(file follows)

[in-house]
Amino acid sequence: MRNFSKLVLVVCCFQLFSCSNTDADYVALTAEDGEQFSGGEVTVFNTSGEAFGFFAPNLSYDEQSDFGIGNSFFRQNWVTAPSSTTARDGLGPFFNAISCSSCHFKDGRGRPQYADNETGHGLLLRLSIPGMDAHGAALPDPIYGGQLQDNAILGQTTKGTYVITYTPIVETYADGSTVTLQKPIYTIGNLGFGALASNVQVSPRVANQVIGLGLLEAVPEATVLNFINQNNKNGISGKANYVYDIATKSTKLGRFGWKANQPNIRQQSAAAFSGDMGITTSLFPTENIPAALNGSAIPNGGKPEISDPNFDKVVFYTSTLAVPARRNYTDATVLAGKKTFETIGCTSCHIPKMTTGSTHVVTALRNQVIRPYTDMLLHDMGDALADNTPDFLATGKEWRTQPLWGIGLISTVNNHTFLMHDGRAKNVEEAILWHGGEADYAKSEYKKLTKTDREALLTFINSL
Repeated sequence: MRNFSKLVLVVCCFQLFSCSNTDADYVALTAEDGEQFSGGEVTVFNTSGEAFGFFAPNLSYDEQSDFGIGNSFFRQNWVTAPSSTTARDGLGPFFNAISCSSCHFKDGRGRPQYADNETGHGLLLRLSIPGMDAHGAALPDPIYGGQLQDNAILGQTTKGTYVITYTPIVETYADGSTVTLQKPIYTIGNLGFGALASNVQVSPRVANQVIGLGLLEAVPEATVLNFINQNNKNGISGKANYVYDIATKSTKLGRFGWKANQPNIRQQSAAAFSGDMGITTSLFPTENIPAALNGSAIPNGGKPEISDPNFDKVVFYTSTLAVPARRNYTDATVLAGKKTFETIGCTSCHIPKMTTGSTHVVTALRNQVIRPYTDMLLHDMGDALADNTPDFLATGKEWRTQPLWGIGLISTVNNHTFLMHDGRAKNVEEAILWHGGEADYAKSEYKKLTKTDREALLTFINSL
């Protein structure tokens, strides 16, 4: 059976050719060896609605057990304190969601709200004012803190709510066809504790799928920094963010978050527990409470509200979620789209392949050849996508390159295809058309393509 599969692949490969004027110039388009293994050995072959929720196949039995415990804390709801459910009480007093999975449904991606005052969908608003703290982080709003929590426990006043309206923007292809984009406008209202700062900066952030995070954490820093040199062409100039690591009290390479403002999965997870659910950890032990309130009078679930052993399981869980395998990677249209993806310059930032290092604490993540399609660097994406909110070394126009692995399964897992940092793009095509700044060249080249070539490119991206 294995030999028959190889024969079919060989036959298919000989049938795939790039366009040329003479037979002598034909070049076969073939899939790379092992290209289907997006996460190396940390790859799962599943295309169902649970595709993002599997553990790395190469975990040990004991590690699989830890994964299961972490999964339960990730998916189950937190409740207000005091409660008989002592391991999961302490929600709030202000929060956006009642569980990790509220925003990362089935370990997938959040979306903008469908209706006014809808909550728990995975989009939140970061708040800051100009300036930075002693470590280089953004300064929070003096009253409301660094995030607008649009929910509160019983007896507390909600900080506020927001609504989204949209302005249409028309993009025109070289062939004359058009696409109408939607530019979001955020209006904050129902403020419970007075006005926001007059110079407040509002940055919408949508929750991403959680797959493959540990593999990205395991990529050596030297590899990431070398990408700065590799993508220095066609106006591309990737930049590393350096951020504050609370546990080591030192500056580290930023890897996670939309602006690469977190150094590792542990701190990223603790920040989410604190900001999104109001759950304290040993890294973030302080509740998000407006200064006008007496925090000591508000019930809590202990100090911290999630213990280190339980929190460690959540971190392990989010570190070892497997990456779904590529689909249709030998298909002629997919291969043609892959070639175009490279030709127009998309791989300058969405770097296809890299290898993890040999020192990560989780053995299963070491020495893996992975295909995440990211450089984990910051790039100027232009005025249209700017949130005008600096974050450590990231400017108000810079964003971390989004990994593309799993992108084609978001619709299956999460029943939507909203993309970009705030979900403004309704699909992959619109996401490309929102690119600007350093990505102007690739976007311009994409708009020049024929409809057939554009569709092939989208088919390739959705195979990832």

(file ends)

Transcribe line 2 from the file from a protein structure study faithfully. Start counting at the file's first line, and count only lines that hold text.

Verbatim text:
Amino acid sequence: MRNFSKLVLVVCCFQLFSCSNTDADYVALTAEDGEQFSGGEVTVFNTSGEAFGFFAPNLSYDEQSDFGIGNSFFRQNWVTAPSSTTARDGLGPFFNAISCSSCHFKDGRGRPQYADNETGHGLLLRLSIPGMDAHGAALPDPIYGGQLQDNAILGQTTKGTYVITYTPIVETYADGSTVTLQKPIYTIGNLGFGALASNVQVSPRVANQVIGLGLLEAVPEATVLNFINQNNKNGISGKANYVYDIATKSTKLGRFGWKANQPNIRQQSAAAFSGDMGITTSLFPTENIPAALNGSAIPNGGKPEISDPNFDKVVFYTSTLAVPARRNYTDATVLAGKKTFETIGCTSCHIPKMTTGSTHVVTALRNQVIRPYTDMLLHDMGDALADNTPDFLATGKEWRTQPLWGIGLISTVNNHTFLMHDGRAKNVEEAILWHGGEADYAKSEYKKLTKTDREALLTFINSL